Irshad Manji on the London bombings

Irshad Manji, author of The Trouble With Islam and Daniel Pipes’ favourite Muslim, assesses the London bombings. Her conclusions? 1. They have nothing to do with Iraq; and 2. They are based on the authority of the Qur’an. Thanks, Irshad. That’s a real help.

You need not live in Britain to cling defensively to the myth that Islam has nothing to do with these atrocities

Irshad Manji

Evening Standard, 12 July 2005

As a reform-minded Muslim, I’ve given birth to a twinge of optimism. Nine months ago, I wrote about the need for Muslim leaders to pull their heads out of the sand. I challenged them to recognise that something is askew in Islam today. My call for honesty capped a week of back-to-back terrorist atrocities in Iraq, Israel and Beslan. But in the wake of the London bombings, something has changed.

As I scour Muslim chatrooms and discussion boards on the internet, I see an overwhelming display of heartfelt condolences for the victims and angry condemnation of the criminals.

Last year the children of Beslan didn’t have nearly such an effect on Muslims worldwide. It is as if London – its pluralism, dynamism and capitalism – marked the line that dare not be crossed.

Yet two myths still rear their heads in this most sympathetic of Muslim responses.

First, that Britain courted the attack by joining America in Iraq. If staying out of Iraq protected anybody from terrorism, then why did “insurgents” make hostages out of reporters from France – the most antiwar, anti-Bush nation in the West? Even overt solidarity with the people of Iraq, demonstrated by Care’s Margaret Hassan, did not shield her from assassination.

When British Muslims ignore these facts, they cloud what ought to be a clear repudiation of the London bombings. I say “ought” not just for moral reasons but also for strategic ones. An unqualified rejection can only help moderate Muslims differentiate themselves from the apologists.

Which brings me to a second shibboleth: that Islam has nothing to do with these atrocities.

You need not live in Britain to cling defensively to that myth. One example comes from a press release issued by a prominent imam in New York City. I know him: he is a gentle, decent man who emphasises multi-faith dialogue. But in his response to the London bombings, this cleric sanitises the Koran.

He says it teaches us that “whoever kills a human being… it is as if he has killed all humankind”. The imam is honest enough to indicate that he has removed a part of the passage but not honest enough to tell us it is a crucial part.

The full verse reads: “Whoever kills a human being, except as punishment for murder or other villainy in the land, shall be regarded as having killed all humankind.”

Militant Muslims easily deploy the clause beginning with “except” to justify their rampages.

It is what Osama bin Laden had in mind when he announced a jihad against America. Did the boot prints of US troops in the Arabian peninsula, birthplace of the Prophet Muhammad, qualify as “villainy in the land”?

To Bin Laden, they certainly did.

As for American civilians, can they be innocent of either “murder” or “villainy” when their tax money helps Israel buy tanks to raze Palestinian homes? A no-brainer for Bin Laden.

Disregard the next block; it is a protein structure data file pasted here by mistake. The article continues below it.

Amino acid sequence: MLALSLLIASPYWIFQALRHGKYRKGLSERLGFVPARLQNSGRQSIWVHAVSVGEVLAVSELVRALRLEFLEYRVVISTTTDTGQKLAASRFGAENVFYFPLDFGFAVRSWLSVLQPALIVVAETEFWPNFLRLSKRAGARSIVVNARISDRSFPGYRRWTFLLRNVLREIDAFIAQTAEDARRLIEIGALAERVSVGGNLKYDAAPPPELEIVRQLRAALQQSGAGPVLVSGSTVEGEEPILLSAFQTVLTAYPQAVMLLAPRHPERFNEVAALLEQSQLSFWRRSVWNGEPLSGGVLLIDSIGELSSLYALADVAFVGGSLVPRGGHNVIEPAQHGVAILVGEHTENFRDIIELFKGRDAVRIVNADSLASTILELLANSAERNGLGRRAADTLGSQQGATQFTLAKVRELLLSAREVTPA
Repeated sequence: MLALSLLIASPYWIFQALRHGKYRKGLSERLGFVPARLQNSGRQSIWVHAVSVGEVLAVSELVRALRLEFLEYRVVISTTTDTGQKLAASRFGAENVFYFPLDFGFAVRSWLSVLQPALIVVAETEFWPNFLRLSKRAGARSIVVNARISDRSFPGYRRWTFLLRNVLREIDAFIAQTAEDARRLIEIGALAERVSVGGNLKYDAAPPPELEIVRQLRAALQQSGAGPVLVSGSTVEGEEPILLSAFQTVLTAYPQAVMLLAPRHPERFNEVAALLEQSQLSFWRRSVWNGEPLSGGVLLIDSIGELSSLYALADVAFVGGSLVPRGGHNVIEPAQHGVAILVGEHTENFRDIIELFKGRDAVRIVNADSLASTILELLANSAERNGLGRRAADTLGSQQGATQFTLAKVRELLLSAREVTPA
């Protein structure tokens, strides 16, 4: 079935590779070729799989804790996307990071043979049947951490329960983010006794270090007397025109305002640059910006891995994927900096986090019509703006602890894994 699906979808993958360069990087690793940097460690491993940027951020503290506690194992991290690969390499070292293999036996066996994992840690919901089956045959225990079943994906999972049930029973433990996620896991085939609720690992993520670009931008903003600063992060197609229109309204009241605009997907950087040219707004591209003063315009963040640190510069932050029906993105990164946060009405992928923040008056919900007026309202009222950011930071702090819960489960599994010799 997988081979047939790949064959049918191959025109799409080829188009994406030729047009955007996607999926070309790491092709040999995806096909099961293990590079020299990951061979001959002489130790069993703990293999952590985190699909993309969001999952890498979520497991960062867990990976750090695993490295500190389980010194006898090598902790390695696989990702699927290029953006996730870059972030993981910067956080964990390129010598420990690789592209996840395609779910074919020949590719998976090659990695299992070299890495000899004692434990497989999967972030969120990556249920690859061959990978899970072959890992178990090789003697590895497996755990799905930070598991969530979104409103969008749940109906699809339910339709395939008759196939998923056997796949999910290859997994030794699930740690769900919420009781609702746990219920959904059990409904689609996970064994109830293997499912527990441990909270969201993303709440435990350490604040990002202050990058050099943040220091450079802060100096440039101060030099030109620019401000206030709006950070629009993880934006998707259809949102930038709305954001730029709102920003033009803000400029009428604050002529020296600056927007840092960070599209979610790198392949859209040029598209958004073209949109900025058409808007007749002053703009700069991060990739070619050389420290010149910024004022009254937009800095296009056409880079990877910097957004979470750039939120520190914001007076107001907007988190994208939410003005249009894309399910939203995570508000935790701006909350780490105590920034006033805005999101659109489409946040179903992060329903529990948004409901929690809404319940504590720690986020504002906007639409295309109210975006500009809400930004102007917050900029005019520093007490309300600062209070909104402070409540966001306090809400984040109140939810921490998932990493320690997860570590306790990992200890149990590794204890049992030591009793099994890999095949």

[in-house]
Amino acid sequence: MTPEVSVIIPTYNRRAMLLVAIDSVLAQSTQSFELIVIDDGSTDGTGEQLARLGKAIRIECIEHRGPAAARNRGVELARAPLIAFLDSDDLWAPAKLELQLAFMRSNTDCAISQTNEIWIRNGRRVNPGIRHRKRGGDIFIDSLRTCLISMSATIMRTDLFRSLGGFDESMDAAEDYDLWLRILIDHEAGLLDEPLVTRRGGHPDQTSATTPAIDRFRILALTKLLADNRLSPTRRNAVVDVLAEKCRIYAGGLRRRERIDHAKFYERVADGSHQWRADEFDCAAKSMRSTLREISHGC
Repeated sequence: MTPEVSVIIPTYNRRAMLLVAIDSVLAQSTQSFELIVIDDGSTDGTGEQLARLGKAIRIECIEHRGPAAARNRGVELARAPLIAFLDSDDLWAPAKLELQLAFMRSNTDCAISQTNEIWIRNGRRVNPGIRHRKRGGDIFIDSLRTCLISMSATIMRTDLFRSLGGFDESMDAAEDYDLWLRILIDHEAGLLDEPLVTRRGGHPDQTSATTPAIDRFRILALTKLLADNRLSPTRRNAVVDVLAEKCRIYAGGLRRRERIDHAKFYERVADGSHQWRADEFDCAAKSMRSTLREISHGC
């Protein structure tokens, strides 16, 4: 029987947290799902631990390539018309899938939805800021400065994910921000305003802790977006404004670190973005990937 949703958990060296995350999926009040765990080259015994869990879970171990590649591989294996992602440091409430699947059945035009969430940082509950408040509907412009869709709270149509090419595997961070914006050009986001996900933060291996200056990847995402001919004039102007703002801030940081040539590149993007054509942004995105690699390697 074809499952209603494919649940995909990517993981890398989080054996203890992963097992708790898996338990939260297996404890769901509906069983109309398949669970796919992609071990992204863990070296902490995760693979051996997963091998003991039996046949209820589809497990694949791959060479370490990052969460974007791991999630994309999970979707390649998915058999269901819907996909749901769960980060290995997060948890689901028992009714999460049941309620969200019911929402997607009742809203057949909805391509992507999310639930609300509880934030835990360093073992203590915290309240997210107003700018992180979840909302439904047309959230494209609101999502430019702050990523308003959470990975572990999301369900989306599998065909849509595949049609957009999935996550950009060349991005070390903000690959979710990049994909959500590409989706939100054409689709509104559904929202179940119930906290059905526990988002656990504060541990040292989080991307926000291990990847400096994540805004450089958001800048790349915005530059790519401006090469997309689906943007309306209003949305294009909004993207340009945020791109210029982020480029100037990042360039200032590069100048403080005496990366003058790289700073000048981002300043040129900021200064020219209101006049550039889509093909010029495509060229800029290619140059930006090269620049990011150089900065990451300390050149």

And, it seems, for the 7 July terrorists. The group claiming responsibility cited – what else? – a defence of Iraq and a disgust with the Zionist entity as its primary motives.

The invasion of the former and the existence of the latter amount to nothing less than murder and villainy in the land.

These days, most Muslims in Britain can agree that al Qaeda and its sympathisers are ethically Neanderthal for manipulating the Koran to pursue this train of jihad.

I stand with those Muslims who insist that certain passages are being politically exploited. Of course, they are. The point is, however, that they could not be exploited if they did not exist.

We Muslims cannot bear to admit as much. Why? Why do we hang on to the mantra that the Koran – and Islam – are blemish-free? God may very well be perfect but God transcends a book, a prophet and a belief system.

That means we are free to question without fear that the Almighty will feel threatened by our reasoning, speculating, or doubting. Rather, it is we who feel threatened. It does not have to be this way in Britain. More than most, Muslims here enjoy precious freedoms to think, express, challenge and be challenged without government reprisal.

To be sure, some Muslims have faced unwarranted harassment. In the weeks ahead, it is bound to happen again. But it is equally true that the British state protects Muslims to a degree that can only be dreamt of elsewhere in the West.

Witness the police patrolling mosques for signs of anti-Muslim backlash – a presence acknowledged, and applauded, by many Muslims. Yesterday Parliament debated the Government’s Racist and Religious Hatred Bill. Mainstream Muslims campaigned for it, arguing that they are being terrorised by bigots. Now many of their neighbours feel the same, thanks to a fistful of fanatics.

What will moderate Muslims do?

How about joining with the moderates of Judaism and Christianity in confessing some “sins of scripture”, as one of America’s best-regarded Episcopal bishops has said of the Bible?

British Muslims would be paying tribute to the very pluralism of ideas and interpretations that allows them to practise Islam in this part of the world.

And the rest of the world is watching.